The Kansas City Chiefs edged the Philadelphia Eagles in the NFL’s biggest game Sunday night, watched by more than 100 million people around the world.
But more than 50 million sports fans here at home in the United States had more invested in the game than pride in their favorite team. They wagered as much as $16 billion on Super Bowl LVII, according to the American Gaming Association. And just like football, someone’s going to win, which means someone has to lose. The thing is, being on the wrong side of a good bet is more common than not.
The money bet on the Chiefs and the Eagles was said to be more than double the total spent last year, when the Los Angeles Rams defeated the Cincinnati Bengals. And these days that betting involves more than just choosing which team will win.
Take prop bets, more formally known as proposition bets. They aren’t tied to the outcome of the game — like traditional spreads, moneylines and totals. Instead, they focus on more non-traditional occurrences like the length of the national anthem, or what color Gatorade will be poured on the winning coach.
Prop bets are currently the biggest driver of revenue for many sports gambling sites, according to news reports. That is, except in New York, where the law requires that all bets be tied to the game itself.
Even with those restrictions, New York-based gamblers placed more than $472 million in legal sports bets during the Super Bowl between the Rams and Bengals — part of a larger $16 billion wagered in the first year of legalized online betting in New York. So far, based on the weekly figures from the state gaming commission, this year’s figure is predicted to be even larger. All from a practice that didn’t even exist here a couple years ago.
There are currently nine different mobile applications legally recognized by the state, with FanDuel, DraftKings and Caesar’s Sportsbook among the bigger ones. FanDuel and DraftKings began a decade or so ago, focused on fantasy sports, in which fans build their own teams and compete against each other using real-life game statistics.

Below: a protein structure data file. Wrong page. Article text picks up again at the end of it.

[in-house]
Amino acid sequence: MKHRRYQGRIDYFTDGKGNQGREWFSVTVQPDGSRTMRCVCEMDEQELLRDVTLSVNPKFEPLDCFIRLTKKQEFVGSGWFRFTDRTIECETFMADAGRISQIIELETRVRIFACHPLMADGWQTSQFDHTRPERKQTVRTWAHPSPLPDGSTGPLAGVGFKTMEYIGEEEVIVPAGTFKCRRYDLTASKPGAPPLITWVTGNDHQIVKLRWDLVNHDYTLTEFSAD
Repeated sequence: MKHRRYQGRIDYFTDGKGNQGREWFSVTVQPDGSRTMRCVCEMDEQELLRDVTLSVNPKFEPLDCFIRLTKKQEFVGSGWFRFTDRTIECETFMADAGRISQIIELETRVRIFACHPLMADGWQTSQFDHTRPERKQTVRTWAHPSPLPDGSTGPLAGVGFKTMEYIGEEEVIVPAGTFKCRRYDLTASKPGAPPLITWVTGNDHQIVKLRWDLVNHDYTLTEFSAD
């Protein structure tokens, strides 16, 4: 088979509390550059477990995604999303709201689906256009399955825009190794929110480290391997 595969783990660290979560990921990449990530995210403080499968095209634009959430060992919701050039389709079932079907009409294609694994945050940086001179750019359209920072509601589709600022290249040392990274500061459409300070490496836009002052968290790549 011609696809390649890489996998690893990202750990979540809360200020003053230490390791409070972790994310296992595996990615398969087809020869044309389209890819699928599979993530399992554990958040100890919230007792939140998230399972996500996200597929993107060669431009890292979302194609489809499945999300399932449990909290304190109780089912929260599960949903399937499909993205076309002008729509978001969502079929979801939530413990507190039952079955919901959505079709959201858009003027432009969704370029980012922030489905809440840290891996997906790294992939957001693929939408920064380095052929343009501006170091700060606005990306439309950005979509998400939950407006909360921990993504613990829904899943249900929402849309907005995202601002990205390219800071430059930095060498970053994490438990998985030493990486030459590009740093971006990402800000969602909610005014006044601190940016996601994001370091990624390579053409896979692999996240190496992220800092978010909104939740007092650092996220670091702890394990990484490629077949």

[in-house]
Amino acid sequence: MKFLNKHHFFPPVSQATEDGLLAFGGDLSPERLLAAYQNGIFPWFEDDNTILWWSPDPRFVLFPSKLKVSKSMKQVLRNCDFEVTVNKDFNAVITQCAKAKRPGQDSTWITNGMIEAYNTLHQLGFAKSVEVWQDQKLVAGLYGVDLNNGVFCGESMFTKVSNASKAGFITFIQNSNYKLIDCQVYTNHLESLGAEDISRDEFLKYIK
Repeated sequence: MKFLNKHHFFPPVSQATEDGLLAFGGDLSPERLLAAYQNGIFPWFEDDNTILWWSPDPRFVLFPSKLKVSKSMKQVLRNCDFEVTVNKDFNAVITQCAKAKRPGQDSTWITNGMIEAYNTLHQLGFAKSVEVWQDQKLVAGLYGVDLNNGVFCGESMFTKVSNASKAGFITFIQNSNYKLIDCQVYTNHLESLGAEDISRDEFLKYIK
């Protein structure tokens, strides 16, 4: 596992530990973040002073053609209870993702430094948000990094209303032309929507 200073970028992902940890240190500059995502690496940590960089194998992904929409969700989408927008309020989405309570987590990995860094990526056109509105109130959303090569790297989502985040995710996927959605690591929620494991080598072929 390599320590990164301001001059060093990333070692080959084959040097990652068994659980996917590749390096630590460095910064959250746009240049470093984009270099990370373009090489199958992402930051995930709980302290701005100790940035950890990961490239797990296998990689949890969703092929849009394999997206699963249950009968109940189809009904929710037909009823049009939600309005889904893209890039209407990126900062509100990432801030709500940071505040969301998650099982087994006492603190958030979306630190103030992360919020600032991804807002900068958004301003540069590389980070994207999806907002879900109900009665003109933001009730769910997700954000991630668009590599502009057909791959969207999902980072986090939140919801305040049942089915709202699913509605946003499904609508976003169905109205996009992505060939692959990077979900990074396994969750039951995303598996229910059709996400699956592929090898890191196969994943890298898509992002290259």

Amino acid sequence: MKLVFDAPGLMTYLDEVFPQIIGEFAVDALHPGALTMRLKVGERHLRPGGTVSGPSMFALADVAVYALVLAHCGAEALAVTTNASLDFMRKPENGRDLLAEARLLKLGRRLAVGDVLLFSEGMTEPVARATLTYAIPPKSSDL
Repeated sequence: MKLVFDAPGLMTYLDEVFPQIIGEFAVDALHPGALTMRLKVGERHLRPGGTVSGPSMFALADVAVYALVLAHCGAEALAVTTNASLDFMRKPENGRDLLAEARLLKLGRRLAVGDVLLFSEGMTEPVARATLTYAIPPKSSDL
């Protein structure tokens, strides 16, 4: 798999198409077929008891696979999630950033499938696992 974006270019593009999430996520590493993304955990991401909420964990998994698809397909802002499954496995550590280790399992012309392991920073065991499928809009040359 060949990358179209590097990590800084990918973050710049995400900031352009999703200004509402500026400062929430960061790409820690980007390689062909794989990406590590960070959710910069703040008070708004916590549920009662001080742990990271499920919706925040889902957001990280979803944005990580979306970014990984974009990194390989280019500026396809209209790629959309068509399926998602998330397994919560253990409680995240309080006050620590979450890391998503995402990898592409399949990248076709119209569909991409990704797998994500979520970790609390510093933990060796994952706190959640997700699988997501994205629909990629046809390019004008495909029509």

But as sports gambling has gained more widespread legal acceptance, the influence of those two companies has grown, and they have shifted gears and focused most of their attention on this new, much-more-lucrative market.
There are strong opinions on both sides on whether gambling should be legal, or if it’s even moral. But something many agree on is that if you’re going to gamble, do it responsibly. Wager only what you can afford to lose. Don’t stretch — or even break — those limits.
And no different than a casino, mobile and online sports betting can also lead to problem gambling.
Like many addictions, gambling can be attributed to the release of dopamine brought on by the thrill of risk-taking and the potential rewards. Gambling, for the most part, is perfectly legal. But then again, so are cigarettes and alcohol.
But gambling is sometimes considered a “hidden addiction,” because it’s not something that might be as obvious as drugs or alcohol, manifesting physical symptoms, although some gamblers have problems with sleep, anxiety, depression and guilt.
For the working-class poor, gambling can also create a perpetual loop in which addicts throw away much-needed and typically hard-earned cash that would otherwise be spent on necessities like housing and food.
The good thing, however, is that there are services in place to help. The Long Island Problem Gambling Resource Center, for example, offers several services for individuals and families impacted by gambling.
These issues shouldn’t necessarily disqualify any talk of bringing a new casino to Uniondale, but they certainly should be part of the conversation — a big part of it. Every resource should be available to keep wagering responsible, and to avoid the destruction of families — both functionally and economically.
As always, if you or a loved one are dealing with problem gambling, you can get help by calling (516) 266-8342, or visiting www.NYProblemGambling.org.